Well, if you of some reason think that Ron Jeffrie's voice is worth more than mine in this context, you can then read how he once defined story points: "Story points are a relative measure of the time needed to implement a story, borrowed from XP (as is the notion of story). They are intended to be a way of estimating difficulty without committing to a specific time duration, so that variances in team size or time on task do not affect them". Pretty much the same thing I said. So I never said Ron got story points wrong, I said you did ;) If you use story points as an exact equivalent measure as hours, why not just use hours? Or half-days? Why even call that story points?

And I also said that story point may CAN help you, but it doesn't HAVE TO, and if they don't, just don't use them, that is in fact to be truly agile (according to the true meaning of the word rather than the manifesto), that you are ready to use what is good for you and leave the things that are not... Ron Jeffrie, and all the other guys behind the agile manifesto, may have been persons that invented story points, but that doesn't mean that their words are law, nor proof for anything. The only thing that shall be considered as proof for you is what is working for you and your team, and that can be something completely different from what is work for me and my team. As soon as you put up absolute laws and idols you have probably already failed being agile.

Tommy said...

As I said, I agree with your definition, and I can add now that I agree with Rons old definition too. But I think it's notable that beside that definition another purpose was, at least originally, to obscure the time aspect.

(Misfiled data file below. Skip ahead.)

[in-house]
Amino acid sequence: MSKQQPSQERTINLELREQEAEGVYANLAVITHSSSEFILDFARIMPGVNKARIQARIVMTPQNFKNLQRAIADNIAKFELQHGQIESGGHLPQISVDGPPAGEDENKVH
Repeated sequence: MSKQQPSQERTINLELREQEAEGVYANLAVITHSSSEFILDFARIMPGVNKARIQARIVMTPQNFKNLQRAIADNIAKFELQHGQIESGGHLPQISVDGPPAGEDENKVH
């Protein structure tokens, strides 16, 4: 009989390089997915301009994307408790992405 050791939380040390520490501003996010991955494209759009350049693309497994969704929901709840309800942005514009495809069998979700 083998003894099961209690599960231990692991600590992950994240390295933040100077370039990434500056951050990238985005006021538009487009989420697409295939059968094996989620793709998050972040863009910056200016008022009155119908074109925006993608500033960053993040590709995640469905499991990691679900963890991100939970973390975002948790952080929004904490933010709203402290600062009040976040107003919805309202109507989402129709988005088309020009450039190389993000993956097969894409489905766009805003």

I also said that I know I'm not using Story Points to the full extent, so why do you claim I got them wrong? I use part of the concept to something that works for me, in my context - isn't that agile? :-)

Unknown said...

You began this whole article with the words "concern about Story Points proved right". In this text you describe your story points as "being half a day". Half a day is an absolute measure in time, the complete opposite what story points was intended to be.

If you have been using story points just as a equivalent substitute for hours you are correct that you haven't used story points to their full extent, in fact my point is that you haven't used story point at all. You have just used hours and called them for story points. So the concerns you have about story points are in fact concerns about hours, not those relative story points that both me and Ron refer to as story points ;)

And, I am pretty sure that the quoted definition isn't old, but is what definition Ron still uses for story points, cause the cite was actually from a site where he was speaking critical about them ;)

Tommy said...

Hehe, you have a point there! But I would object to "half day" being absolute. It could be 9-12 or it could be 13-20, quite different amount of absolute time. But thinking "could I finish this is half a day" gives me a relevant estimate without saying anything about hours.

Alas, my managers require a formula to translate them, so I provide that. If could be compared with the velocity calculation of other teams, but my team is somewhat vague and differs from week to week, so velocity would be irrelevant to track.